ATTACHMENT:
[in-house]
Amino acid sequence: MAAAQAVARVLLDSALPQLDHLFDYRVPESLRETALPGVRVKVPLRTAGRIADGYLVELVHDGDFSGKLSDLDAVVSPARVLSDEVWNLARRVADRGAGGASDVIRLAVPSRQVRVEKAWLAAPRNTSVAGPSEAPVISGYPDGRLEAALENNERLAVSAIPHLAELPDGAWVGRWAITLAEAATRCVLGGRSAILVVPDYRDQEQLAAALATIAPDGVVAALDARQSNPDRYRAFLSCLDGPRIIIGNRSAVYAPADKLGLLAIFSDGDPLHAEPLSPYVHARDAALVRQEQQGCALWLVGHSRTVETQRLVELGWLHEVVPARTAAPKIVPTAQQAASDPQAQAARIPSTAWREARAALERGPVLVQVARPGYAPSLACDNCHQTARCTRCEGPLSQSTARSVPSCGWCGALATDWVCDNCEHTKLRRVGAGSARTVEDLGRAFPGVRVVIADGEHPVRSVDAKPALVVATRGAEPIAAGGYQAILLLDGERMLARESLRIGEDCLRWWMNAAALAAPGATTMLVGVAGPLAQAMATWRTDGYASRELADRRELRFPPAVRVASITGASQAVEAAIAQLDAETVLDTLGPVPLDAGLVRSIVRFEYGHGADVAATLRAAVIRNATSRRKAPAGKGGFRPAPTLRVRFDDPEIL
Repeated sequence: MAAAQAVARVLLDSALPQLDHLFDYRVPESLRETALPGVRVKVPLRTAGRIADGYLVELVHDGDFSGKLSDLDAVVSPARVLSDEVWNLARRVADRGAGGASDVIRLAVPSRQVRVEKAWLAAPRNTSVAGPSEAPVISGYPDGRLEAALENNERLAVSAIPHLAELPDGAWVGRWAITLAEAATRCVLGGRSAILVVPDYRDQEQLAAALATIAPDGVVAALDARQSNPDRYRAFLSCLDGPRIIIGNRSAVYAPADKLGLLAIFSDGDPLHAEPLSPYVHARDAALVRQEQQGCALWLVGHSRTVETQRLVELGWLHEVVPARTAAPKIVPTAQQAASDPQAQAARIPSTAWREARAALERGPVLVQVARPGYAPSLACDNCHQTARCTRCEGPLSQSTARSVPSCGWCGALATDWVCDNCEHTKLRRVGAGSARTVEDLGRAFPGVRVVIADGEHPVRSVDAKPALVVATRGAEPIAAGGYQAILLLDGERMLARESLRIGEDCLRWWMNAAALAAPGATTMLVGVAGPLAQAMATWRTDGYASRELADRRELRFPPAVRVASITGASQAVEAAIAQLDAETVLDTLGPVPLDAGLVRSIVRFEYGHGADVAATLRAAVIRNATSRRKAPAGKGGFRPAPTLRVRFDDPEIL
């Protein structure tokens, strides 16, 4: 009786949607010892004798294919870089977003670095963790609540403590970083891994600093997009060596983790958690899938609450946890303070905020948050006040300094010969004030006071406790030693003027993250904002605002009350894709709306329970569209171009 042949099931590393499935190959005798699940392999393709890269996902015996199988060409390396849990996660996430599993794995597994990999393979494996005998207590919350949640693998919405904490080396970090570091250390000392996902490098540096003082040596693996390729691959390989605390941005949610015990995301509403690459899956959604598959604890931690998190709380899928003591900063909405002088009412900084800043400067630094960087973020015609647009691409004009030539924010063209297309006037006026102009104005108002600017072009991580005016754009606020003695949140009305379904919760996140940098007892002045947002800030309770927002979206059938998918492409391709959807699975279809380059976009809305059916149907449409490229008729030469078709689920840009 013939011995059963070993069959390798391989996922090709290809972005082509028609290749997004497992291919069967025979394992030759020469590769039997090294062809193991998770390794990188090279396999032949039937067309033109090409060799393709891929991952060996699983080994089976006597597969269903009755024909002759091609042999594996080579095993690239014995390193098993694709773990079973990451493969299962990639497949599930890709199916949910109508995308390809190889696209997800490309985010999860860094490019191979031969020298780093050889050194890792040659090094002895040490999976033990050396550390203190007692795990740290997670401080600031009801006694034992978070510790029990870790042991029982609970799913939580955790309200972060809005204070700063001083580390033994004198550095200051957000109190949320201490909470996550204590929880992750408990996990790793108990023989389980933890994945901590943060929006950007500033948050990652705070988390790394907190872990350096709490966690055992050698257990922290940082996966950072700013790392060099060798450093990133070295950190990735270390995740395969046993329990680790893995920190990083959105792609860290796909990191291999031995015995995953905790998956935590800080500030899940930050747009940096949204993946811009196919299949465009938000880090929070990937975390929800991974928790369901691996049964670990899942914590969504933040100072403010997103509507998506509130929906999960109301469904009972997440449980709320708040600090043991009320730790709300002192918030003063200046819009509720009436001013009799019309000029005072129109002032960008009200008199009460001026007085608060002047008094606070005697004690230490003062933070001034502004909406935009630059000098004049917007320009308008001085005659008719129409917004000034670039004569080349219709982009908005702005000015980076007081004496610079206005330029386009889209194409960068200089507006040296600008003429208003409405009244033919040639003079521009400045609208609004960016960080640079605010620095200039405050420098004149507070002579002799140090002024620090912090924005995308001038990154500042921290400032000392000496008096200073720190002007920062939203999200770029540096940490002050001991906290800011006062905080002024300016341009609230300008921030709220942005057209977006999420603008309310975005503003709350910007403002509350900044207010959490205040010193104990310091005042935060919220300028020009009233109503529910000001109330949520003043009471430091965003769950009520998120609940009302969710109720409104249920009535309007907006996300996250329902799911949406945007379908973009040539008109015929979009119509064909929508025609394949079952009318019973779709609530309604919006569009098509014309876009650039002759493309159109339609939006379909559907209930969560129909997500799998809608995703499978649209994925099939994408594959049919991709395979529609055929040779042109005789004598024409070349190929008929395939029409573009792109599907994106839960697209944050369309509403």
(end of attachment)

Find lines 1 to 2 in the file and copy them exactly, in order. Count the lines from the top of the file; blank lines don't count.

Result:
[in-house]
Amino acid sequence: MAAAQAVARVLLDSALPQLDHLFDYRVPESLRETALPGVRVKVPLRTAGRIADGYLVELVHDGDFSGKLSDLDAVVSPARVLSDEVWNLARRVADRGAGGASDVIRLAVPSRQVRVEKAWLAAPRNTSVAGPSEAPVISGYPDGRLEAALENNERLAVSAIPHLAELPDGAWVGRWAITLAEAATRCVLGGRSAILVVPDYRDQEQLAAALATIAPDGVVAALDARQSNPDRYRAFLSCLDGPRIIIGNRSAVYAPADKLGLLAIFSDGDPLHAEPLSPYVHARDAALVRQEQQGCALWLVGHSRTVETQRLVELGWLHEVVPARTAAPKIVPTAQQAASDPQAQAARIPSTAWREARAALERGPVLVQVARPGYAPSLACDNCHQTARCTRCEGPLSQSTARSVPSCGWCGALATDWVCDNCEHTKLRRVGAGSARTVEDLGRAFPGVRVVIADGEHPVRSVDAKPALVVATRGAEPIAAGGYQAILLLDGERMLARESLRIGEDCLRWWMNAAALAAPGATTMLVGVAGPLAQAMATWRTDGYASRELADRRELRFPPAVRVASITGASQAVEAAIAQLDAETVLDTLGPVPLDAGLVRSIVRFEYGHGADVAATLRAAVIRNATSRRKAPAGKGGFRPAPTLRVRFDDPEIL